Delivered by: Her Excellency Lana Nusseibeh, Ambassador and Permanent Representative

Madam President,

I want to begin by thanking the UK for convening this important debate as the first in their Presidency of the Security Council in July, and we wish them and their team every success in leading our work this month.    

Thank you also to SRSG Gamba and Deputy Executive Director Abdi for your briefings today, and for your tireless efforts to strengthen the protection of children around the world.

I’d also like to thank Ms. Violeta for bringing a direct voice of experience into Council deliberations today.

I’d like to start by welcoming the clear four-point action plan put forward by SRSG Gamba in her remarks as well as Ms. Violetta’s point that the Security Council should be a guarantor of implementation of peace agreements. This goes to the core of the Council’s mandate and our ability to protect children around the world.

The trendlines, as we’ve all noted, of the 2022 report are alarming and give us all pause to reassess, when it comes to our efforts, in terms of what is working and what is failing.

The report highlights that the highest number of grave violations were verified in DRC, Israel and the Occupied Palestinian Territory, Somalia, Syria, Ukraine, Afghanistan, and Yemen, and we would really support continued partnership with the SRSG in these countries to ensure this trend does not continue this year.

Overall, 2022 tragically saw 8,630 children either killed or maimed, according to the verified numbers in the report, and as Members of the United Nations, this should be unacceptable to all of us.

Given the finding that the majority of child casualties were perpetrated by government forces, our common target as UN Members should be no less than reaching the point where the mandate of the Special Representative is no longer needed.

First, to support the SRSG’s priorities, the Council must double down on conflict prevention and conflict resolution. The record high number of situations of concern is a clear example that conflict management strategies are not enough. We need a change of paradigm to sustainably end conflict and prevent it from happening in the first place.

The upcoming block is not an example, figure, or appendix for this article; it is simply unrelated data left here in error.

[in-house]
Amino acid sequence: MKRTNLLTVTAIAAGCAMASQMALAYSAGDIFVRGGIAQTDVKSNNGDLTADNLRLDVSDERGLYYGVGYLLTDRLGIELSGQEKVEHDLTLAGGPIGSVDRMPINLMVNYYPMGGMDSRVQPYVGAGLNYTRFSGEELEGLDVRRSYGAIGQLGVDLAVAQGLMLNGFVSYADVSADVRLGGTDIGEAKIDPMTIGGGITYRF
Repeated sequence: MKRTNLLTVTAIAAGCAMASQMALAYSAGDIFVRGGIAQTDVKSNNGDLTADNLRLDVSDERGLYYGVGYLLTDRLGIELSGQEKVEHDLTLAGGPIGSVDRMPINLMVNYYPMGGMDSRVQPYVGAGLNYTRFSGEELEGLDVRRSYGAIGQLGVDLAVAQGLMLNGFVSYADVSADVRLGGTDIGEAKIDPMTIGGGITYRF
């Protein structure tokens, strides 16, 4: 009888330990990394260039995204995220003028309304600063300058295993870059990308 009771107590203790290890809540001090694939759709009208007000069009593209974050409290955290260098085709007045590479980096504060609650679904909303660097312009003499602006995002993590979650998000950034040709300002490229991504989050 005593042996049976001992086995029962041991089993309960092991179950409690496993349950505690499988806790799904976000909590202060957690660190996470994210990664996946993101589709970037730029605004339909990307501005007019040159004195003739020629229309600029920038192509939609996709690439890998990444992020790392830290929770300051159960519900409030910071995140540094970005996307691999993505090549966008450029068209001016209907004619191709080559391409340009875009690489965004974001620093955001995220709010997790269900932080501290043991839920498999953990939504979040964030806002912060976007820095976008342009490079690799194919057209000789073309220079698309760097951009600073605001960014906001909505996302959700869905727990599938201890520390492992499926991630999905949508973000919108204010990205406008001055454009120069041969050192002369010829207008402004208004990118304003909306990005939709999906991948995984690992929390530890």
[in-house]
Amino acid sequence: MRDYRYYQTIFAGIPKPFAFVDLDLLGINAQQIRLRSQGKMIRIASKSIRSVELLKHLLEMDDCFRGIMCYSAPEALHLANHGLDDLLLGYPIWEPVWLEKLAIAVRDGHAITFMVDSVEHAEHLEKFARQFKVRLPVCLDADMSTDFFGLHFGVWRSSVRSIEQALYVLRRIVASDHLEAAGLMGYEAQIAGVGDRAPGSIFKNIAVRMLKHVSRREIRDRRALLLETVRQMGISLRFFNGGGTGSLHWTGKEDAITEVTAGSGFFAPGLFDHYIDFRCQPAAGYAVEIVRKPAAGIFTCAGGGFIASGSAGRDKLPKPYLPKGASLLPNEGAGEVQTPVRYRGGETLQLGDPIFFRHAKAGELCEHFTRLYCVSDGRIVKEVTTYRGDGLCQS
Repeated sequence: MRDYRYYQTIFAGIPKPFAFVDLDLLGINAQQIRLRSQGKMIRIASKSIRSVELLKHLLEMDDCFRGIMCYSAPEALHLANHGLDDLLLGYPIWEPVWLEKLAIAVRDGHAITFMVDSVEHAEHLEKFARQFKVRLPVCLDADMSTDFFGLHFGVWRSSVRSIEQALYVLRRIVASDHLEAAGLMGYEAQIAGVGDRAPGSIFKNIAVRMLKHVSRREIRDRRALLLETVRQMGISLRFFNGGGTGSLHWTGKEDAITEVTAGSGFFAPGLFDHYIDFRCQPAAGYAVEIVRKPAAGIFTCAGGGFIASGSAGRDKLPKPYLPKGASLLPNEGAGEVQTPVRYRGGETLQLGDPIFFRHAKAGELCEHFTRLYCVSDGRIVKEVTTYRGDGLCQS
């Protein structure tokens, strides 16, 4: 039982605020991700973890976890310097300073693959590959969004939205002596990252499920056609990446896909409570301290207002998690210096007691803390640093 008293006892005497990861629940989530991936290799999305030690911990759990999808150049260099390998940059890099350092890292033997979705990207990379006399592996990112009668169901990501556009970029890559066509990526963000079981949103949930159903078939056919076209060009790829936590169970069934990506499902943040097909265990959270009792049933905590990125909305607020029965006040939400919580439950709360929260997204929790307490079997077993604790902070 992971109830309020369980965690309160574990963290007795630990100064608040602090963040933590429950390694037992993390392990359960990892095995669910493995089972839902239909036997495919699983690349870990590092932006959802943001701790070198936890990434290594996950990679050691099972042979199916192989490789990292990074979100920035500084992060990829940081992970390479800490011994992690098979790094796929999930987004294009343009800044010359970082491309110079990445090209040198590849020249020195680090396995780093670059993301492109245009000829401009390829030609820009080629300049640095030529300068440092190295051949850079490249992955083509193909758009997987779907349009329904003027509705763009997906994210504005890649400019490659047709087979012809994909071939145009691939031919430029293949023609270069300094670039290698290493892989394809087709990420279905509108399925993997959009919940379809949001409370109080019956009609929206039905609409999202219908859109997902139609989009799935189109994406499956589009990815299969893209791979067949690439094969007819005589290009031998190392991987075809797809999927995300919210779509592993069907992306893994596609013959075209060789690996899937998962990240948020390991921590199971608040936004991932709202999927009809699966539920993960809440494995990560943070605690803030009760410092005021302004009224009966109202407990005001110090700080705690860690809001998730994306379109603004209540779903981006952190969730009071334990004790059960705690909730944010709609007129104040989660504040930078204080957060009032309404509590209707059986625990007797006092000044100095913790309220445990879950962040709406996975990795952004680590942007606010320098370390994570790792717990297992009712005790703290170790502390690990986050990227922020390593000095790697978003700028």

The Council’s tools must be tailored to reflect the reality and the true nature of conflict today.

With non-state armed groups responsible for fifty percent of grave violations, deploying the standard responses, the “shame” list, and other traditional means are simply not as effective with these groups. 

In the face of bad faith actors who prey upon and exploit children, the Council must do better to adapt to these new realities.

The ultimate objective is not merely punitive, but changing behaviour, changing mindsets, deterring and preventing future violations. We must make full use of the powers of this Council to fulfil our responsibilities towards children.

Second, we are deeply concerned by the cascading cycle of violence that occurs when children are also violated through their indoctrination and recruitment into armed groups. In the words of a previous SRSG, Olara Otunnu, “child soldiers are forced to give violent expression to the hatred of adults”.

As Ms. Violetta reminded us today, we must recognize that these children are not only victims. They are also agents of change and peacebuilders. In this regard, countering indoctrination and recruitment must be a cornerstone of the Security Council’s work on the CAAC agenda. The SC must see education as its most potent weapon to counter the threat of armed conflict against and by children.

We should ensure equal access to quality education that promotes peace, tolerance, and mutual understanding, as well as the reestablishment of educational facilities, including through international cooperation and assistance.

If we fail in this endeavour, we risk creating lost generations of children newly susceptible to radicalization.

Third, change the mindset of the partnership of governments with SRSG Gamba and her team to an approach based on complementarity. I think this would be one of the most effective things we do collectively together.

SRSG Gamba has worked tirelessly to improve partnerships with governments around the world, and that needs to be acknowledged, but we must accelerate that trend to ensure that the work of her and her team is embraced and carried out in full partnership and cooperation with the governments based on trust and confidence-building measures.

We must aim to create a new understanding about implementation based on collaboration rather than avoidance.

The Monitoring and Reporting Mechanism may be a technical tool, but we must ensure that the full weight of the Council is behind it to ensure dialogue with key stakeholders and ensure implementation of corrective measures.

Madam President,

I will end with a quote by Ishmael Beah in his book about his experience as a child soldier in Sierra Leone.

“My squad is my family, my gun is my provider and my protector, and my rule is to kill or be killed.” I think we all agree that that is not a childhood that any of us would wish on anyone.

Thank you, Madam President.